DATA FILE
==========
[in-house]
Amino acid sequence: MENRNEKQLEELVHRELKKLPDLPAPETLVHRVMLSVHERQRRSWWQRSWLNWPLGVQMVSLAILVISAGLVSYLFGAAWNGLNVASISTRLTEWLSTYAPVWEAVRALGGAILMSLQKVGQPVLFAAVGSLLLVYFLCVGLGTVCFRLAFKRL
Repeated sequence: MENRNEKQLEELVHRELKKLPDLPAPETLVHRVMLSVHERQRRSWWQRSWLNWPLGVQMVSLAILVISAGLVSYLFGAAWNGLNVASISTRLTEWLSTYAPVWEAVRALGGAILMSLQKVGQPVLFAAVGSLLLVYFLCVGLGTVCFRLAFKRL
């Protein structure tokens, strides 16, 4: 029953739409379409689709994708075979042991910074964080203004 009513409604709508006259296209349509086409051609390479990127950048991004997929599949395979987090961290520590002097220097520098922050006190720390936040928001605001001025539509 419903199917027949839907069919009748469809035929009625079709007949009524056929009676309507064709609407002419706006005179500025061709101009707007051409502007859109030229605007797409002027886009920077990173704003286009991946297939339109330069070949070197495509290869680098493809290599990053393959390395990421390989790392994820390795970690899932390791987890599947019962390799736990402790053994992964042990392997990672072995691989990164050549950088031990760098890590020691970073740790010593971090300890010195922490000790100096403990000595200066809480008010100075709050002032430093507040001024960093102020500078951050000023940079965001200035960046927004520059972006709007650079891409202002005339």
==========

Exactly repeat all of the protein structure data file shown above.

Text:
[in-house]
Amino acid sequence: MENRNEKQLEELVHRELKKLPDLPAPETLVHRVMLSVHERQRRSWWQRSWLNWPLGVQMVSLAILVISAGLVSYLFGAAWNGLNVASISTRLTEWLSTYAPVWEAVRALGGAILMSLQKVGQPVLFAAVGSLLLVYFLCVGLGTVCFRLAFKRL
Repeated sequence: MENRNEKQLEELVHRELKKLPDLPAPETLVHRVMLSVHERQRRSWWQRSWLNWPLGVQMVSLAILVISAGLVSYLFGAAWNGLNVASISTRLTEWLSTYAPVWEAVRALGGAILMSLQKVGQPVLFAAVGSLLLVYFLCVGLGTVCFRLAFKRL
């Protein structure tokens, strides 16, 4: 029953739409379409689709994708075979042991910074964080203004 009513409604709508006259296209349509086409051609390479990127950048991004997929599949395979987090961290520590002097220097520098922050006190720390936040928001605001001025539509 419903199917027949839907069919009748469809035929009625079709007949009524056929009676309507064709609407002419706006005179500025061709101009707007051409502007859109030229605007797409002027886009920077990173704003286009991946297939339109330069070949070197495509290869680098493809290599990053393959390395990421390989790392994820390795970690899932390791987890599947019962390799736990402790053994992964042990392997990672072995691989990164050549950088031990760098890590020691970073740790010593971090300890010195922490000790100096403990000595200066809480008010100075709050002032430093507040001024960093102020500078951050000023940079965001200035960046927004520059972006709007650079891409202002005339």